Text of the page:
FIG. 1 shows an embodiment of the present invention in which a battery section 6 is installed in a portable appliance 4 such as a notebook personal computer or mobile telephone. The battery section 6 provides power to an operational load L in the portable appliance 4, and receives power from a power supply 2 on conductors 846 and 848. The power supply 2 receives power from a 120 volt AC source such as a wall socket. According to an embodiment, the battery section 6 provides signals to the power supply 2 on conductors 860 or 862 to control the voltage or current provided on conductors 846 and 848. Circuitry within the battery section 6 monitors the operational characteristics of a rechargeable battery (not shown) and generates signals on conductors 860 and 862 to provide an optimum current or voltage to the rechargeable battery facilitating rapid charging of the battery. As discussed in detail below, if the operational load L is coupled in parallel with the rechargeable battery, the circuitry within the battery section 6 may control the current of the power provided by the power supply 2 to power the operational load L while the rechargeable battery is charging.

FIG. 2 shows an embodiment of the battery section 6 in which a rechargeable battery 8 is of the nickel cadmium or nickel hydride variety. The rechargeable battery 8 is coupled in series with a resistor RSNS which is coupled between inverting and non inverting inputs of operational amplifier 9. The voltage across the RSNS resistor is substantially proportional to a current through the rechargeable battery 8. The resistance of resistor RSNS is sufficiently small, 25.0 mΩ for example, to minimize resistive losses. The output of operational amplifier 9 provides a signal which is representative of the current in the rechargeable battery 8. An integrated circuit 5 provides an output at P in 8 which is representative of an optimum current in the rechargeable battery 8 which is based upon, for example, a temperature of the voltage across the rechargeable battery 8. Operational amplifier 7 receives at its inputs the signal from pin 8 of the integrated circuit 5 representative of the optimum current applied to the rechargeable battery 8 and the output of operational amplifier 9 which is representative of the actual current in the rechargeable battery 8. Thus the output of the operational amplifier 7 provides a signal which is representative of difference between the optimal and actual currents in the rechargeable battery 8. Conductor 860 provides this signal to an input terminal of the power supply 2 (FIG. 1) to either increase or decrease the current provided on conductor 846.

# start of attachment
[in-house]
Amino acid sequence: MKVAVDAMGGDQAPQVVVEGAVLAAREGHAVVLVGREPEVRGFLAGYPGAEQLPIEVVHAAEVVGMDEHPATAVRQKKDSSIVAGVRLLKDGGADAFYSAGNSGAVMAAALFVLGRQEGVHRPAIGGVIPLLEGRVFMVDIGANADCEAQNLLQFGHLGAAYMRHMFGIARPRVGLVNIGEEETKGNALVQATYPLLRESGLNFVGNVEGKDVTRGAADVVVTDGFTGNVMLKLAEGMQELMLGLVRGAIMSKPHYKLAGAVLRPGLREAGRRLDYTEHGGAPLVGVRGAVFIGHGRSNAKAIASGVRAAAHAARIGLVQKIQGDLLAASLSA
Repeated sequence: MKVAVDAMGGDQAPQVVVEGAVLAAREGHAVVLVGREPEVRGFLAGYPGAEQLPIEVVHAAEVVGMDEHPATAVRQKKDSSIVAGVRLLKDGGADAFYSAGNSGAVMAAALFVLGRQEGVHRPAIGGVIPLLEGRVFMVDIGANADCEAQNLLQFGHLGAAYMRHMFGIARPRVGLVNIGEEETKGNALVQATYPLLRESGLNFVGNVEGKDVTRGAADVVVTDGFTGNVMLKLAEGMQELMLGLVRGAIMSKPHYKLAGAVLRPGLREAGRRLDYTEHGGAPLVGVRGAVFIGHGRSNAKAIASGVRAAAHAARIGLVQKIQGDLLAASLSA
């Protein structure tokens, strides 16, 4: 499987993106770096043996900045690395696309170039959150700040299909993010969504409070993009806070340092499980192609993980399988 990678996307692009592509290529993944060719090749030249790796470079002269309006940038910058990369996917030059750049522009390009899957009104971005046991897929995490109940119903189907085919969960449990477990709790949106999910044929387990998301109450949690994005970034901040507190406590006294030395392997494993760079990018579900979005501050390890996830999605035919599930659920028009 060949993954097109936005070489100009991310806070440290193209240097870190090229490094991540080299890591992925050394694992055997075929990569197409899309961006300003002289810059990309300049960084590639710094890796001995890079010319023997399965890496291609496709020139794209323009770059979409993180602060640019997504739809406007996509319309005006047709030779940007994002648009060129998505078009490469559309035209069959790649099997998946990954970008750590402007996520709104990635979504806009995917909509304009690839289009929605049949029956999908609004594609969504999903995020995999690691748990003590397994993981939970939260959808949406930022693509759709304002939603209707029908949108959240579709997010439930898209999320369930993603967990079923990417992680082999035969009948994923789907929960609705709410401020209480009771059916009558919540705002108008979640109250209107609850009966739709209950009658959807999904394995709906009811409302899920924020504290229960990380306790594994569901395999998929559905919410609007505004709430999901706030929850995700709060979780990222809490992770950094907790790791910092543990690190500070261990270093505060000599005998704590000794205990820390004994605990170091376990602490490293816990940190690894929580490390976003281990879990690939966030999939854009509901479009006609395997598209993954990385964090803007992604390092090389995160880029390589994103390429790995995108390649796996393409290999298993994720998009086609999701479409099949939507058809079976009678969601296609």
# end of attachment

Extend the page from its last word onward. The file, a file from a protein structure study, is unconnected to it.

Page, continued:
The power supply 2, battery 8, and operational amplifier 7 are part of a control loop which maintains a level of current sufficient to power the operational load L and recharge the battery 8. The current measured at RSNS is isolated from the current in the operational load L. This enables the output of operational amplifier 7 to control the power supply 2 to change its output current based upon the current in the battery 8.

The integrated circuit 5 which generates the signal representative of the optimal current in the rechargeable battery 8 is preferably tailored to monitor the characteristics of a nickel cadmium or nickel hydride type rechargeable battery. Integrated circuit 5 may be a bq2002c integrated circuit sold by Benchmarq. A voltage divider formed by resistors RB1 and RB2 provide a voltage to pin 3 of the integrated circuit 5 which is representative of a voltage across the rechargeable battery 8. The rechargeable battery 8 may include one or more cells coupled in series. Accordingly, the resistances of RB1 and RB2 are selected to scale the voltage at the pin 3 based upon the fully charged voltage across all cells of the rechargeable battery 8. A thermistor 10 also provides a voltage to pin 5 which is representative of the temperature of the rechargeable battery 8. Based upon the voltages received at pins 3 and 5, the integrated circuit 5 determines the optimal current through the rechargeable battery 8 according to algorithms known to those of ordinary skill in the art and described in the data sheet of the Benchmarq bq2002c integrated circuit.